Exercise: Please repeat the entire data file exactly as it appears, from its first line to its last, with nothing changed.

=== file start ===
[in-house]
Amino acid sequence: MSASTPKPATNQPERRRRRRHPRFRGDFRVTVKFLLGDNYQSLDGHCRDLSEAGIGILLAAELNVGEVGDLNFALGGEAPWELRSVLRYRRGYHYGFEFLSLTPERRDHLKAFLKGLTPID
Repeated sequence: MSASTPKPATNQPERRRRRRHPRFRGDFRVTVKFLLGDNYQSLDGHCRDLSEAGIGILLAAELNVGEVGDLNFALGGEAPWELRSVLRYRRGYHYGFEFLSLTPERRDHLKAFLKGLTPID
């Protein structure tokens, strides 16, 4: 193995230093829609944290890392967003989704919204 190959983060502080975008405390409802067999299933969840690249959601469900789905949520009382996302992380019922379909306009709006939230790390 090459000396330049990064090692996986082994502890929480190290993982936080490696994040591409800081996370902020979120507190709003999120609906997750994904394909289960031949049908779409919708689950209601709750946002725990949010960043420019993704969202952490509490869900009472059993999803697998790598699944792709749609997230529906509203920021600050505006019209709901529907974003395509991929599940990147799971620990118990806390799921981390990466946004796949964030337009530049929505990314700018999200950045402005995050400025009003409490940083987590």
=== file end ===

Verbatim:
[in-house]
Amino acid sequence: MSASTPKPATNQPERRRRRRHPRFRGDFRVTVKFLLGDNYQSLDGHCRDLSEAGIGILLAAELNVGEVGDLNFALGGEAPWELRSVLRYRRGYHYGFEFLSLTPERRDHLKAFLKGLTPID
Repeated sequence: MSASTPKPATNQPERRRRRRHPRFRGDFRVTVKFLLGDNYQSLDGHCRDLSEAGIGILLAAELNVGEVGDLNFALGGEAPWELRSVLRYRRGYHYGFEFLSLTPERRDHLKAFLKGLTPID
């Protein structure tokens, strides 16, 4: 193995230093829609944290890392967003989704919204 190959983060502080975008405390409802067999299933969840690249959601469900789905949520009382996302992380019922379909306009709006939230790390 090459000396330049990064090692996986082994502890929480190290993982936080490696994040591409800081996370902020979120507190709003999120609906997750994904394909289960031949049908779409919708689950209601709750946002725990949010960043420019993704969202952490509490869900009472059993999803697998790598699944792709749609997230529906509203920021600050505006019209709901529907974003395509991929599940990147799971620990118990806390799921981390990466946004796949964030337009530049929505990314700018999200950045402005995050400025009003409490940083987590």